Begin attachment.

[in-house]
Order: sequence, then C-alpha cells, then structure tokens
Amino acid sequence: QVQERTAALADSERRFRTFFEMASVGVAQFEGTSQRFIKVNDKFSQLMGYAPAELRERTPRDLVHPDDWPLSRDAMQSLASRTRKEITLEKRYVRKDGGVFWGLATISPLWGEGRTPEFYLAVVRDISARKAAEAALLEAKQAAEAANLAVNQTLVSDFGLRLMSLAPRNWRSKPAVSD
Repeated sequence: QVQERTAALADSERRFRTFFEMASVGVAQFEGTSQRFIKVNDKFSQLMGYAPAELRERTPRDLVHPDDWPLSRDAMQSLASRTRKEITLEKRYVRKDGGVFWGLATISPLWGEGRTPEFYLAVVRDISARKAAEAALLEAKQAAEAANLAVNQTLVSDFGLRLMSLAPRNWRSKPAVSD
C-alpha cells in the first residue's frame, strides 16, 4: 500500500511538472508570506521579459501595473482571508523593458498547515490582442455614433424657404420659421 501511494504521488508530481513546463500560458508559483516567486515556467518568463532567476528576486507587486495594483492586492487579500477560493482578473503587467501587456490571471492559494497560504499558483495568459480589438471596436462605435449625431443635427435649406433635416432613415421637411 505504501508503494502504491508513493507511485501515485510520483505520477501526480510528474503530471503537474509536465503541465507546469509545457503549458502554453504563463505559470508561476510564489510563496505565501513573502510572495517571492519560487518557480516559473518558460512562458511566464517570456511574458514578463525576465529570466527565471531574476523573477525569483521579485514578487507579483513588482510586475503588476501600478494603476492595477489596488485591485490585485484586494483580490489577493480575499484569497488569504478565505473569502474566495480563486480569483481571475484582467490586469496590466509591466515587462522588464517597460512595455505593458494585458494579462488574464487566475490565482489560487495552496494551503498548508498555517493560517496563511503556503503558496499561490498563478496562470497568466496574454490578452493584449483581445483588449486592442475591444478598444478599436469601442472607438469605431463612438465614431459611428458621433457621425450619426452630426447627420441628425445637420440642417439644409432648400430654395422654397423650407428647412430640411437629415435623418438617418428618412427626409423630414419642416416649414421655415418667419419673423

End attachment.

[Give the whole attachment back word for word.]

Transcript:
[in-house]
Order: sequence, then C-alpha cells, then structure tokens
Amino acid sequence: QVQERTAALADSERRFRTFFEMASVGVAQFEGTSQRFIKVNDKFSQLMGYAPAELRERTPRDLVHPDDWPLSRDAMQSLASRTRKEITLEKRYVRKDGGVFWGLATISPLWGEGRTPEFYLAVVRDISARKAAEAALLEAKQAAEAANLAVNQTLVSDFGLRLMSLAPRNWRSKPAVSD
Repeated sequence: QVQERTAALADSERRFRTFFEMASVGVAQFEGTSQRFIKVNDKFSQLMGYAPAELRERTPRDLVHPDDWPLSRDAMQSLASRTRKEITLEKRYVRKDGGVFWGLATISPLWGEGRTPEFYLAVVRDISARKAAEAALLEAKQAAEAANLAVNQTLVSDFGLRLMSLAPRNWRSKPAVSD
C-alpha cells in the first residue's frame, strides 16, 4: 500500500511538472508570506521579459501595473482571508523593458498547515490582442455614433424657404420659421 501511494504521488508530481513546463500560458508559483516567486515556467518568463532567476528576486507587486495594483492586492487579500477560493482578473503587467501587456490571471492559494497560504499558483495568459480589438471596436462605435449625431443635427435649406433635416432613415421637411 505504501508503494502504491508513493507511485501515485510520483505520477501526480510528474503530471503537474509536465503541465507546469509545457503549458502554453504563463505559470508561476510564489510563496505565501513573502510572495517571492519560487518557480516559473518558460512562458511566464517570456511574458514578463525576465529570466527565471531574476523573477525569483521579485514578487507579483513588482510586475503588476501600478494603476492595477489596488485591485490585485484586494483580490489577493480575499484569497488569504478565505473569502474566495480563486480569483481571475484582467490586469496590466509591466515587462522588464517597460512595455505593458494585458494579462488574464487566475490565482489560487495552496494551503498548508498555517493560517496563511503556503503558496499561490498563478496562470497568466496574454490578452493584449483581445483588449486592442475591444478598444478599436469601442472607438469605431463612438465614431459611428458621433457621425450619426452630426447627420441628425445637420440642417439644409432648400430654395422654397423650407428647412430640411437629415435623418438617418428618412427626409423630414419642416416649414421655415418667419419673423